BERMAN: How do you think this affects the public debate that is going on every day now, the knowledge that there was one woman in the jury, who happens to be the only minority member of the jury who in the first vote voted to convict of second-degree murder, but was basically talked out of it over the next two days?

YATES: I think it's unfortunately going to reaffirm a lot of people's fears, which is that the judicial system in this nation is not set up to protect victims, particularly victims of color. In this case, this juror happened to be the one person standing up for what she thought was right and ended up getting overruled.

BERMAN: Jean, these statements do differ dramatically from what we heard from the juror who spoke to CNN, Juror B-37, who spoke exclusively to Anderson Cooper after the verdict. She said George Zimmerman had the right to defend himself.

Let's listen.


UNIDENTIFIED FEMALE: Because of the heat of the moment and the stand your ground. He had a right to defend himself. If he felt threatened his life was going to be taken away from him or he was going to have bodily harm, he had a right.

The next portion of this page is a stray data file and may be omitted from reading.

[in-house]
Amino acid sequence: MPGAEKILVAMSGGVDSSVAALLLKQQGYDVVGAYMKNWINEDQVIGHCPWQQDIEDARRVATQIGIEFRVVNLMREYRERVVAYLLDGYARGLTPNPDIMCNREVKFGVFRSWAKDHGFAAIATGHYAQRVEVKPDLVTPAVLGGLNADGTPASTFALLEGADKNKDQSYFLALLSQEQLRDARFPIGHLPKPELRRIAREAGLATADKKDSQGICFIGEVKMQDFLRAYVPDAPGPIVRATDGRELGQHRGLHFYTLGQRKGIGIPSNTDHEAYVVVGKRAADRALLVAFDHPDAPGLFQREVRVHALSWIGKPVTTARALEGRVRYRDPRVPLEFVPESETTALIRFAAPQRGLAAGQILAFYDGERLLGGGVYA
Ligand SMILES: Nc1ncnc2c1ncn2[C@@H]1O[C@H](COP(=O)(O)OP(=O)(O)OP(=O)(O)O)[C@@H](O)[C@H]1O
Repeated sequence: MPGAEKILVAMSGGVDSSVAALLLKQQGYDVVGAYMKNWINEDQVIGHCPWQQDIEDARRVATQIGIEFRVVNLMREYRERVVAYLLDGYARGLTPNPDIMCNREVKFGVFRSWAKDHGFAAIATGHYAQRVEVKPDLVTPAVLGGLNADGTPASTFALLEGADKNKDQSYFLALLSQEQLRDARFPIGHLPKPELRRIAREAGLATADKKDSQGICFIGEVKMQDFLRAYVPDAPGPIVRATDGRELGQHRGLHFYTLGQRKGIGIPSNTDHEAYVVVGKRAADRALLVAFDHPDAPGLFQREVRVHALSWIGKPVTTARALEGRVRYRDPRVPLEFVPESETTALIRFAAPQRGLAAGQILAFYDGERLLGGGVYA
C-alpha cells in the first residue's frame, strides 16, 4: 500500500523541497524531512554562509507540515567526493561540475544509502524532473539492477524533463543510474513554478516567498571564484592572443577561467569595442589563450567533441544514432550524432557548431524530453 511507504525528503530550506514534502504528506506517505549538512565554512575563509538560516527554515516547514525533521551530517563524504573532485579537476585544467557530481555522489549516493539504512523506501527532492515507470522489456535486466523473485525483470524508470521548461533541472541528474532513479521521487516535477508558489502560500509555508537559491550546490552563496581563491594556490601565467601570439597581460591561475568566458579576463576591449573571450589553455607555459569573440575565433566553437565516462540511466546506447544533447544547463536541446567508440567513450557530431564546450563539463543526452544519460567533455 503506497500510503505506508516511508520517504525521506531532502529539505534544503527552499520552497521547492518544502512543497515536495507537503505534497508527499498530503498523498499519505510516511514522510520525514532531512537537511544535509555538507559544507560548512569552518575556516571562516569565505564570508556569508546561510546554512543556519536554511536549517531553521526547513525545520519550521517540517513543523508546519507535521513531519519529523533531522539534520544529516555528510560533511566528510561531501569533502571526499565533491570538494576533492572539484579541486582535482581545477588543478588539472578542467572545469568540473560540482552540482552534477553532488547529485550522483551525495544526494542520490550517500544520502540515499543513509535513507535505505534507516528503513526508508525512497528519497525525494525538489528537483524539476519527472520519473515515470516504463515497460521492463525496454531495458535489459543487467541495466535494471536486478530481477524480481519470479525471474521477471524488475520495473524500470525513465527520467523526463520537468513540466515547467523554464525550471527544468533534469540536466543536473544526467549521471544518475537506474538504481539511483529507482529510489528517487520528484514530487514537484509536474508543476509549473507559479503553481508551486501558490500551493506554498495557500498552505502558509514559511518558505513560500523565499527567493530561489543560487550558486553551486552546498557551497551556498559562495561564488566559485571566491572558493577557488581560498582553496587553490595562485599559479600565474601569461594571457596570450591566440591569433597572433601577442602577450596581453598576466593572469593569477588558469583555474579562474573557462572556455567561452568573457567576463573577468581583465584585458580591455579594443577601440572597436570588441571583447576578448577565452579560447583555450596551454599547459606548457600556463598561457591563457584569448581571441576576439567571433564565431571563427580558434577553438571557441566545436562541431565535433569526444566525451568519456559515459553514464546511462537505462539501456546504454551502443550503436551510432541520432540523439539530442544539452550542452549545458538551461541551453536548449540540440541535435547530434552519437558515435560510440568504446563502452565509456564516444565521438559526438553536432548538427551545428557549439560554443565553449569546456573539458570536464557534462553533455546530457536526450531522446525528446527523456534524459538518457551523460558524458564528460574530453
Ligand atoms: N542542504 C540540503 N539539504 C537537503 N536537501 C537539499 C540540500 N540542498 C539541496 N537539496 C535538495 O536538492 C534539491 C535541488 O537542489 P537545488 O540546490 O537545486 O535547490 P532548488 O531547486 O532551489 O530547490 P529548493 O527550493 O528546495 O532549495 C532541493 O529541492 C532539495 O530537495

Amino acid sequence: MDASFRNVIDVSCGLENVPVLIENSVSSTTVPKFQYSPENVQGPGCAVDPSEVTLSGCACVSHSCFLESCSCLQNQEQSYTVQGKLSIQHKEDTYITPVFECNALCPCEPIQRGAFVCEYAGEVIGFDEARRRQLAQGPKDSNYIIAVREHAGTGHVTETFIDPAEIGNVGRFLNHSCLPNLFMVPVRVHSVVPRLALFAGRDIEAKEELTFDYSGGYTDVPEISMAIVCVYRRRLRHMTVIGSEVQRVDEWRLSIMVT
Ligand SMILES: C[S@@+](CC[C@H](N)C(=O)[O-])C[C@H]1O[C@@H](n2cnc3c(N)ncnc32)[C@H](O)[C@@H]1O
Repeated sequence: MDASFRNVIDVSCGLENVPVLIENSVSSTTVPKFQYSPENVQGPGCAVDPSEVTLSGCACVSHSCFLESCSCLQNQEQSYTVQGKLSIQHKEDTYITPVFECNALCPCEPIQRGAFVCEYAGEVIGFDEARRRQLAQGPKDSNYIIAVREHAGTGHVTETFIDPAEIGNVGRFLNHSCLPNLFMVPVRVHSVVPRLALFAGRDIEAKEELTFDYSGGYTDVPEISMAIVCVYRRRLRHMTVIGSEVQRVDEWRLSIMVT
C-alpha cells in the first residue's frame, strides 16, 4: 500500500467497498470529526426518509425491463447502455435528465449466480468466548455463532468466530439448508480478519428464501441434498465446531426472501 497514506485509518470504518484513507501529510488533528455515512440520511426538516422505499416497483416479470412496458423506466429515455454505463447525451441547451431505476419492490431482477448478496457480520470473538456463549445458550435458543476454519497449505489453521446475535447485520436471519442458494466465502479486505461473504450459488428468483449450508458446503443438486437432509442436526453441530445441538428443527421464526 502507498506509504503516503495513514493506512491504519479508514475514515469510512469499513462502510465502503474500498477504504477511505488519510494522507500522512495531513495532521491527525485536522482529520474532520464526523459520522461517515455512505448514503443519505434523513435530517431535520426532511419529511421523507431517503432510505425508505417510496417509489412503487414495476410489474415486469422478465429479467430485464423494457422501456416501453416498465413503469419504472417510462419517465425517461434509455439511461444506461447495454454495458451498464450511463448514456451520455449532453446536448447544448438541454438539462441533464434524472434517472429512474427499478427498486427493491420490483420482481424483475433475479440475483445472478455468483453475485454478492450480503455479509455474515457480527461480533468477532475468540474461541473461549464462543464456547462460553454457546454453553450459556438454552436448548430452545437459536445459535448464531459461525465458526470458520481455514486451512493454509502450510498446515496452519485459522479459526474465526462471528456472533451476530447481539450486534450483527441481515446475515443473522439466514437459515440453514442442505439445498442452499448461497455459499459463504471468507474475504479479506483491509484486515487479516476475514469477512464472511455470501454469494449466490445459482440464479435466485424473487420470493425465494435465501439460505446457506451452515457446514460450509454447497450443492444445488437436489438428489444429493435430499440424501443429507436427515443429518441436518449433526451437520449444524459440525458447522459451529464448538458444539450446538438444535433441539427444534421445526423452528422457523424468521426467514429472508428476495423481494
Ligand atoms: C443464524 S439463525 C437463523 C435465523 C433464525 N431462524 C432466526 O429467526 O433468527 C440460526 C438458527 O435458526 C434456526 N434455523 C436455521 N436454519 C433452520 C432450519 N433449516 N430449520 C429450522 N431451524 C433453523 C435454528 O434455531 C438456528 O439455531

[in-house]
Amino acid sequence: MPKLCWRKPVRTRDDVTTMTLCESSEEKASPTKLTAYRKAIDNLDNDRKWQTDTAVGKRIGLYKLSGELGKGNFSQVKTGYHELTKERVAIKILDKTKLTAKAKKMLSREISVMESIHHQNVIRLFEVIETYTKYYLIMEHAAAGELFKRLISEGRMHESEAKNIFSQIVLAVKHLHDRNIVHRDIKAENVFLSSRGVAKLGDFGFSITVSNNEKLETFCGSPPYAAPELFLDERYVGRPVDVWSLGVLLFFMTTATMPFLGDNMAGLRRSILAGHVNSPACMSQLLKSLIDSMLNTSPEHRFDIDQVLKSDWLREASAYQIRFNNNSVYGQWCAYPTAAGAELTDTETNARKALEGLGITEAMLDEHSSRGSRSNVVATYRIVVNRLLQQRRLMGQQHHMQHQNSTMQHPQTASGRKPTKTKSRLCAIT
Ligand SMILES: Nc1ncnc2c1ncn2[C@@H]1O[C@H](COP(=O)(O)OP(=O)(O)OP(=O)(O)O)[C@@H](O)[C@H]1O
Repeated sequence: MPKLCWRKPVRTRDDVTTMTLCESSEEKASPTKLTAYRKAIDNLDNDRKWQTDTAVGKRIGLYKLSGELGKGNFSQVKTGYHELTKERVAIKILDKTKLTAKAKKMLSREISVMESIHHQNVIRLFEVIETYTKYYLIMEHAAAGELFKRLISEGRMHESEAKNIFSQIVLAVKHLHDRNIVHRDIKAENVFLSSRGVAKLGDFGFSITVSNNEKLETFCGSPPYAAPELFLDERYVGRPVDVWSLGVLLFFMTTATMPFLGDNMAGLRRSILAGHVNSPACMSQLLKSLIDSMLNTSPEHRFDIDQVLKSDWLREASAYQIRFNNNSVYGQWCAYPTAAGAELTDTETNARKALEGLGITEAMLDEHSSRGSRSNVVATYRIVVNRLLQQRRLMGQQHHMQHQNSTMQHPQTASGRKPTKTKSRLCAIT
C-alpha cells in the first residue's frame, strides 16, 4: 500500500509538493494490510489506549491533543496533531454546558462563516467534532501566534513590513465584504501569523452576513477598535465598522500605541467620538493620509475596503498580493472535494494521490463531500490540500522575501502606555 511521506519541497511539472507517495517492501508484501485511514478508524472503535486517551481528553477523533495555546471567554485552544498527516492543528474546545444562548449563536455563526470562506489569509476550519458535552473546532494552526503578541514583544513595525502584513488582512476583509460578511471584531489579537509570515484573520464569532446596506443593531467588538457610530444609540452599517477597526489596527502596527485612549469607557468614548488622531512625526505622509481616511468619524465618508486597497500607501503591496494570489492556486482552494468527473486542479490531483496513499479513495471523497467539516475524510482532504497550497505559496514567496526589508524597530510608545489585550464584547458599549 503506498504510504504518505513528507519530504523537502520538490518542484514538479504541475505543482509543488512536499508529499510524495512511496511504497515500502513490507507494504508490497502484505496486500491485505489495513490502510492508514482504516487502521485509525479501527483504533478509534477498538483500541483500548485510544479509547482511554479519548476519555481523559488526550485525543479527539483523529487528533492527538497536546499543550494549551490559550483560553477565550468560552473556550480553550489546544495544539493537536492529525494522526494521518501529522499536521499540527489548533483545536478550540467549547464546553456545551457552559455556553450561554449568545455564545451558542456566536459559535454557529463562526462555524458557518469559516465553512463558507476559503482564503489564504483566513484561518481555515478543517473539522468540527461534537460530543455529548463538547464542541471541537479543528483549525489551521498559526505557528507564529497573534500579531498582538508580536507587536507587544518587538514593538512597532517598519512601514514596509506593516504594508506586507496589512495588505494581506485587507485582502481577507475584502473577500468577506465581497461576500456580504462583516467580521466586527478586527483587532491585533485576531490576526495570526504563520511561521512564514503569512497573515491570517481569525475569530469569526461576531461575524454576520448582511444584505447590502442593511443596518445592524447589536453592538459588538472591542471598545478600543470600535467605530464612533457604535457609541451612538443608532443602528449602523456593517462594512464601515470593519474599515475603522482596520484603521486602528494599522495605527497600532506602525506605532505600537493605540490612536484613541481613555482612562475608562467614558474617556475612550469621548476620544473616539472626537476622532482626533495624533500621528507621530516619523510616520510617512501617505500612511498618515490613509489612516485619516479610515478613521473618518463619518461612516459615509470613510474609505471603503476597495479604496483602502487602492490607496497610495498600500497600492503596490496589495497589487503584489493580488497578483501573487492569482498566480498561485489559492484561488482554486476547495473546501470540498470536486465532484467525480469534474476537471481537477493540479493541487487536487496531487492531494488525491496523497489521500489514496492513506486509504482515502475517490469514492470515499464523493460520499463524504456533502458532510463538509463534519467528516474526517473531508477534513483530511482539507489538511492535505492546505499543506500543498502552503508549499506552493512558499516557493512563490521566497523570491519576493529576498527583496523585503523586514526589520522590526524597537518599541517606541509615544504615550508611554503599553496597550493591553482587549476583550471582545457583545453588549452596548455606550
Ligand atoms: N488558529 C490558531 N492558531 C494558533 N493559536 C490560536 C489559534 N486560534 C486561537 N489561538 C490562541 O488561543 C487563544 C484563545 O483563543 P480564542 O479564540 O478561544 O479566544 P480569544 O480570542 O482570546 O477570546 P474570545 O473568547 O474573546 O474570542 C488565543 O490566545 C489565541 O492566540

BERMAN: That's a very different statement. She also said to Anderson that she thought George Zimmerman's heart was in the right place. That's very different from this new juror coming out who says she thinks George Zimmerman is guilty of murder.

CASAREZ: No question. She doesn't really address in what we know so far anything about self-defense. During jury selection, she did not say she was Puerto Rican. It did not come up. I don't believe in her jury questionnaire she said that because the prosecutor said black and/or Hispanic. But here's something interesting.

I was in jury selection, every day of it, and they were maybe five Puerto Ricans, one after another that said they were from Puerto Rico originally, and they said in our culture, we do not believe in self- defense. Thou shall not kill, that's the way it is. And when someone kills, that's murder. I don't know if that is her philosophy, but she doesn't mention anything about self-defense, which was a major point of the case even for prosecutors, who had to prove it beyond a reasonable doubt that there was not self-defense.